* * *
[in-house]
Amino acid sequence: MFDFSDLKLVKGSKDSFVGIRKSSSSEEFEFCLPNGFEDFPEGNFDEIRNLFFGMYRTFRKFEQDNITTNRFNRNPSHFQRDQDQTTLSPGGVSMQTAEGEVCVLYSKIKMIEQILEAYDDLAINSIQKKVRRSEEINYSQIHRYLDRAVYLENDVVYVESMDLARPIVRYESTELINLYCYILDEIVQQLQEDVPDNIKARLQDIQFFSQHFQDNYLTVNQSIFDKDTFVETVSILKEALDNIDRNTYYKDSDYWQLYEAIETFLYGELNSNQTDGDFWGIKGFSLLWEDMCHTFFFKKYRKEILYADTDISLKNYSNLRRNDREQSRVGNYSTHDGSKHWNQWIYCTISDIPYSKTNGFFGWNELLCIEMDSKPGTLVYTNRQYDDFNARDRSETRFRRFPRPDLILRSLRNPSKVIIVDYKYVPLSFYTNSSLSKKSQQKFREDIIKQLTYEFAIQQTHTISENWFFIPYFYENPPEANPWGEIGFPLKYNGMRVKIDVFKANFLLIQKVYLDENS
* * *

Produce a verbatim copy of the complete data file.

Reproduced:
[in-house]
Amino acid sequence: MFDFSDLKLVKGSKDSFVGIRKSSSSEEFEFCLPNGFEDFPEGNFDEIRNLFFGMYRTFRKFEQDNITTNRFNRNPSHFQRDQDQTTLSPGGVSMQTAEGEVCVLYSKIKMIEQILEAYDDLAINSIQKKVRRSEEINYSQIHRYLDRAVYLENDVVYVESMDLARPIVRYESTELINLYCYILDEIVQQLQEDVPDNIKARLQDIQFFSQHFQDNYLTVNQSIFDKDTFVETVSILKEALDNIDRNTYYKDSDYWQLYEAIETFLYGELNSNQTDGDFWGIKGFSLLWEDMCHTFFFKKYRKEILYADTDISLKNYSNLRRNDREQSRVGNYSTHDGSKHWNQWIYCTISDIPYSKTNGFFGWNELLCIEMDSKPGTLVYTNRQYDDFNARDRSETRFRRFPRPDLILRSLRNPSKVIIVDYKYVPLSFYTNSSLSKKSQQKFREDIIKQLTYEFAIQQTHTISENWFFIPYFYENPPEANPWGEIGFPLKYNGMRVKIDVFKANFLLIQKVYLDENS